The core of my business, the culture of my company, and that is being human and healing centered. When we become leaders we feel like we have to look perfect and be strong and not make mistakes and not let anyone see us cry. But there is so much power in modeling vulnerability and your humanness. When we are our whole authentic selves in our leadership, it gives other people permission to do the same. That is when you are going to see their true potential, their true passion. Otherwise, everyone's walking around on eggshells trying to be perfect and you never get the fullness of the experience of each person and their potential.  


Loneliness of Entrepreneurship 

Most of my audience is probably sitting alone and leading themselves and leading their businesses and may not even have a team yet. What is something they can tap into kind of lead themselves as they are making these hard decisions and kind of working through the loneliness of entrepreneurship?

I put it as a part of my approach and a part of the course where I talk about curating your community. It does not have to be a big community, but whether it is online, whether it is in person, or sometimes for me it is listening to a really good podcast. There is something about a podcast where it feels like you are on the phone with a friend.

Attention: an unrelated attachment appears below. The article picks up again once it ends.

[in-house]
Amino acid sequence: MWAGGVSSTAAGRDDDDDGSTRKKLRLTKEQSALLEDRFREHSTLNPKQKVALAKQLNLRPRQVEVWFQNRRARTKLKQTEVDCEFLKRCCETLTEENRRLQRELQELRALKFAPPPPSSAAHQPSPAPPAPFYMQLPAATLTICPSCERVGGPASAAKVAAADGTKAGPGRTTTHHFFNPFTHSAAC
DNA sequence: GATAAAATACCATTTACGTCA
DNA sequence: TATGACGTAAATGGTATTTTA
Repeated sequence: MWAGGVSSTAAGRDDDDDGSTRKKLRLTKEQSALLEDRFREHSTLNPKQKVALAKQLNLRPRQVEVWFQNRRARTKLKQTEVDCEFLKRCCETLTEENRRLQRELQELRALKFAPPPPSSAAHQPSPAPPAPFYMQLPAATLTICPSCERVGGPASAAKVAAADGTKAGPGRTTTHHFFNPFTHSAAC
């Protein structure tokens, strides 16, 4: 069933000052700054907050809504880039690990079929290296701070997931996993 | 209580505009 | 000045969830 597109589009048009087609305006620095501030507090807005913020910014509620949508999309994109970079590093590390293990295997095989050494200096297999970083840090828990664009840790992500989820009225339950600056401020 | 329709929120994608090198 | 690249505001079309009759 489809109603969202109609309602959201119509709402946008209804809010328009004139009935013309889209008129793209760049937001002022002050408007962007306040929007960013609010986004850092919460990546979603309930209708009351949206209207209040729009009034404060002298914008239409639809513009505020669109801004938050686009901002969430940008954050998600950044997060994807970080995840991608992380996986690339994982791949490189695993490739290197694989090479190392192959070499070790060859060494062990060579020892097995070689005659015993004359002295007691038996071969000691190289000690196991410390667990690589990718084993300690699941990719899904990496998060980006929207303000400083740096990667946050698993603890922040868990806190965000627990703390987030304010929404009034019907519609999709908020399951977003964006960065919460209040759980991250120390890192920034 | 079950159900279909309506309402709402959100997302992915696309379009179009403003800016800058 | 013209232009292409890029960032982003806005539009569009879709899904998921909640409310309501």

Community does not always have to look like what we think it does. Finding your people could be that one accountability buddy is what I like to call it. That one person. It can be the things you listen to or the things you read. And then I would say intentionally forming relationships with people who are aligned with your values, your vision, and your mission. No need to rush, no need to go to all the networking events and meet all the people because that ends up again, just taking more energy.

When I did not believe I had the budget to invest in a therapist and a coach in bigger programs, I would literally walk around a park in Detroit and it is a six-mile radius if you walk around. So that would take me two hours and one whole summer every day. I did that and listen to podcasts and those podcasts changed my life and they helped to coach me to the next level of my growth. For now, you may have a virtual community that you cannot talk back to, but they can be pouring into you.

To get Monica's course go to You can also visit 



I love that that we share that ability to kind of just be real and be vulnerable because that's a place where leadership comes from. The ability to be aware that we make mistakes and how do we fix them and how do we problem solve and how do we come together as a community and help each other. You know, we can't always hold ourselves up. - Kristin Ostrander